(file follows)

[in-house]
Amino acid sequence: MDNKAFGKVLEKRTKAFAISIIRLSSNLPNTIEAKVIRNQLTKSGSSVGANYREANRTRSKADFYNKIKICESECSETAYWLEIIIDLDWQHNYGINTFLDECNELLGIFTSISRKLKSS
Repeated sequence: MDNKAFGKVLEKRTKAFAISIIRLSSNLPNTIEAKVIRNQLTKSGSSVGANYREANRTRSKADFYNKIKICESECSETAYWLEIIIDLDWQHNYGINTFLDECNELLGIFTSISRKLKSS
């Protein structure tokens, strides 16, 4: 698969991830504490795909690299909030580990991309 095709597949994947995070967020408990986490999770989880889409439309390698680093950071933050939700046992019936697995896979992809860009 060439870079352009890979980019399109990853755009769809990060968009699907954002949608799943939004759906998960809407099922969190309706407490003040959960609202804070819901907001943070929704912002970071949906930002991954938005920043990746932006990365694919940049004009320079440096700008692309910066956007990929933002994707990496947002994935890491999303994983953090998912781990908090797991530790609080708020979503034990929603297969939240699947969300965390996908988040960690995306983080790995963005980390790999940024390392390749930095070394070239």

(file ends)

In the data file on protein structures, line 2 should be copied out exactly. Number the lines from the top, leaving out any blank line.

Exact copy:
Amino acid sequence: MDNKAFGKVLEKRTKAFAISIIRLSSNLPNTIEAKVIRNQLTKSGSSVGANYREANRTRSKADFYNKIKICESECSETAYWLEIIIDLDWQHNYGINTFLDECNELLGIFTSISRKLKSS